By way of yesterday's post in Functioning Form, I found Luke Wroblewski's 2005 piece A Difference of Design that takes a run at what makes "design thinking" different from the typical business approach to innovation. For example, he describes the problem solving approach between business and design as "definitive" (articulated proofs) v. "iterative" (modeling), respectively, which begins to answer the question I had about how design communicates. Iterative problem solving, happily, also corresponds to my preferred work method, "licorice on the saw."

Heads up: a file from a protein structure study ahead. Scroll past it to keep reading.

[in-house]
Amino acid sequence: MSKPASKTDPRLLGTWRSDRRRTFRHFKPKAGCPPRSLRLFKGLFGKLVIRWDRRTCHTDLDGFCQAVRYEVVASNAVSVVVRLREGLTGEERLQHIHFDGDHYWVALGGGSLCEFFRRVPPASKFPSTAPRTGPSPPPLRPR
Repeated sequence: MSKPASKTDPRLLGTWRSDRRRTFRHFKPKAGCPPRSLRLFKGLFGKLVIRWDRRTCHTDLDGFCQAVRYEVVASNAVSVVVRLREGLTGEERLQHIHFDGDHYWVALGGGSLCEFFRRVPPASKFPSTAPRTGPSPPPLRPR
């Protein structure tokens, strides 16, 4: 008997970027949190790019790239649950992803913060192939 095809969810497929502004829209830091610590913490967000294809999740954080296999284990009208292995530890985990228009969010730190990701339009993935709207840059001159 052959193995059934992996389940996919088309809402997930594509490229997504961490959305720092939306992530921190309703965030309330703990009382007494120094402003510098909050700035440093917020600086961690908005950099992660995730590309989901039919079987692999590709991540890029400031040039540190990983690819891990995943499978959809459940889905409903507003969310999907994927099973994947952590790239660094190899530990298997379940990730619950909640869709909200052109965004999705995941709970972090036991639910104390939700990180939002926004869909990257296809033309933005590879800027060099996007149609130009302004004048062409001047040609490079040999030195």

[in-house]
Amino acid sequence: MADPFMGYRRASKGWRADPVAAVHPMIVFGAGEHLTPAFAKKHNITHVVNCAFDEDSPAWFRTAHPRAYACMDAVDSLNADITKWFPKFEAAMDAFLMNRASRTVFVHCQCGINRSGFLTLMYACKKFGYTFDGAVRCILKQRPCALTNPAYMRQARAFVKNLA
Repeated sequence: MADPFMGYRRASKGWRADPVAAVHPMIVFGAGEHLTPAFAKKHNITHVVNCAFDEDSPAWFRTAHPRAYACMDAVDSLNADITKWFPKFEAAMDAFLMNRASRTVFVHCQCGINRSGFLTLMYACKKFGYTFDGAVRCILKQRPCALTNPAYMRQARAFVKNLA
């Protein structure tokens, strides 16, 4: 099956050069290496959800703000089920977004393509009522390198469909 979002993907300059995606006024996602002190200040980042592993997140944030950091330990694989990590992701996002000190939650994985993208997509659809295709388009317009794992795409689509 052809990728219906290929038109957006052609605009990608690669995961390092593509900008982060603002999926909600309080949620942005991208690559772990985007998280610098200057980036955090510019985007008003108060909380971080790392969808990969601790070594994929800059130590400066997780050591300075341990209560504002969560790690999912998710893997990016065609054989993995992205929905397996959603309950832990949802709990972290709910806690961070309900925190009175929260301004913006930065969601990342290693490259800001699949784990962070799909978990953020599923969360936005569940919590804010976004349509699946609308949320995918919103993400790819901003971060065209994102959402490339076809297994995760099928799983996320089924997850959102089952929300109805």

He goes into more detail in the podcast Design by Design, which I have not yet listened to.
[starts] by looking at the cutting edges, the places where a classic design discipline -- say branding, architecture, or product design -- seemed to blur with something else. It is at the nexus of disciplines that the most exciting new developments tend to emerge.
Through example, it demonstrates how design is being used to tackle a range of problems from "saving us from our data," to doing digital manufacturing (MIT's phrase 'its from bits' sticks in my head), to creating buildings that breathe.